The Oscar-nominated singer and actor talks award snubs and social justice
When the Oscar nominations were announced last month, Selma made news with what were perceived as a series of snubs by the Academy of Motion Picture Arts and Sciences; the film about Martin Luther King, Jr., had been considered a contender in several categories for which it was not nominated. The film, all told, received only two nominations: Best Picture and Best Original Song.
It’s in the latter category where Selma‘s Oscar story may be likeliest to find a happy ending. The rapper Common and the singer John Legend’s collaboration has already won a Golden Globe Award and high praise for the manner in which it draws explicit parallels between the events in Selma, Ala., in 1965, as King led voting-rights marches, and in Ferguson, Mo., in 2014.
Common, who also played civil-rights activist James Bevel in Selma, is slated to perform the song with Legend at the Oscars on Feb. 22, making it only the second hip-hop song to be performed at the awards ceremony. It’ll be a career high specifically for Common, an artist who’s been engaging with social issues since his career began. Common spoke to TIME about his experiences with Selma and the ups and downs of the film’s reception.
TIME: What has the reception to Selma, and to “Glory,” been like for you?
The reception has been overwhelmingly inspiring and great. It’s inspiring because you realize so many people want a better world, and want to connect with other human beings. So many people, no matter what color they are, are moved towards love and equality. I get that, because when I’m greeted by people in the streets, a whole variety of age groups and nationalities all say, “I was moved by Selma. It made me want to be a better person.” It has nothing to do with the color of the cast, the color of the director. I’ve never been a part of a film project that’s had this kind of impact. It goes beyond people saying this is a great piece of art. When you have people getting together to buy tickets for student groups and black—and white!—churches getting on the phone trying to see it, it goes beyond just the movie.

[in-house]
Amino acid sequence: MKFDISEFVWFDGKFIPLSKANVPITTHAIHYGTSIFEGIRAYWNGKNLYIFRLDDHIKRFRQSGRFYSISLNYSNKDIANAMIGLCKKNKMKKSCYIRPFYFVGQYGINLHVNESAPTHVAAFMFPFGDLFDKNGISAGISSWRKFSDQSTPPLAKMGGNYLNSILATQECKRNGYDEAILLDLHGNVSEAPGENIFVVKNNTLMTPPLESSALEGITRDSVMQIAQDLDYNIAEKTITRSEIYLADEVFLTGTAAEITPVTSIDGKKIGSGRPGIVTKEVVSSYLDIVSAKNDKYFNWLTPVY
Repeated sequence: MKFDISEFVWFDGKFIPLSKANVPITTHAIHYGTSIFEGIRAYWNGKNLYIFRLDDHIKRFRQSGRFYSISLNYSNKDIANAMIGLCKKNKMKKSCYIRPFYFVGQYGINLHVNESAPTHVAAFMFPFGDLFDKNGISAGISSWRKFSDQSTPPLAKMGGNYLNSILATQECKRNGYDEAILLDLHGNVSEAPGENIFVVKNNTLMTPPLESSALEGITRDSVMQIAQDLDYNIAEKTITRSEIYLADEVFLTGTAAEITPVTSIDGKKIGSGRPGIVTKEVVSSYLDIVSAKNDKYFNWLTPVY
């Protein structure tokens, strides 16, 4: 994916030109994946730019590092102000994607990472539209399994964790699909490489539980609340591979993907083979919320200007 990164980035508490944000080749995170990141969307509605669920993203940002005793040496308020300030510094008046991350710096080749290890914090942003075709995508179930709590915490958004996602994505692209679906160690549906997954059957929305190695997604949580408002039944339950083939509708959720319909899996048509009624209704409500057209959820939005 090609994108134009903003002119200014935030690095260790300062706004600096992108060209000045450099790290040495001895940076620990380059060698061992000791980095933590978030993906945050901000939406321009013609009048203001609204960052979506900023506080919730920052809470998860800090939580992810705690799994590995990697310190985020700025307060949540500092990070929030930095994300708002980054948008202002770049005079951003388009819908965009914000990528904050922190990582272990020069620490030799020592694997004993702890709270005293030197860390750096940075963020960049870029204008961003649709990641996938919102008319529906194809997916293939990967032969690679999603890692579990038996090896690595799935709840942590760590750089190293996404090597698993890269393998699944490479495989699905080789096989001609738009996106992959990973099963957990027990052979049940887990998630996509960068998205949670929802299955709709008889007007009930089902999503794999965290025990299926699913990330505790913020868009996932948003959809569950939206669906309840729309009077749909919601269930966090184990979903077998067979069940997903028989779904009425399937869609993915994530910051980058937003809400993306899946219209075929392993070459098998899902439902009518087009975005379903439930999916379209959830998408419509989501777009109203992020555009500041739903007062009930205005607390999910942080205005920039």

Many people were severely disappointed by Selma’s only receiving two nominations at the Oscars—Best Picture and Best Original Song. As the co-writer of the Best Original Song nominee, what’s your take?
Of course I was disappointed, not seeing people who I work with and love and are really talented and gifted, I wanted to see them all receive Oscar nominations and then go all the way. It’s something I would love to see—people I care about who are extremely talented.
I also understand, just like the premise of the movie, voting—it’s a voting process. If someone is not nominated, it’s because of the vote. I think the response that we’ve seen on the internet as far as people enjoying the movie makes me happy. I know that obviously awards are something we all want as artists, but that’s like going to the next level. First, just create something that’s impactful. Create something that moves the meter, that people pay attention to. Ava went from doing a film where she had a $200,000 budget and it got recognized at Sundance, to making a film nominated for Best Picture.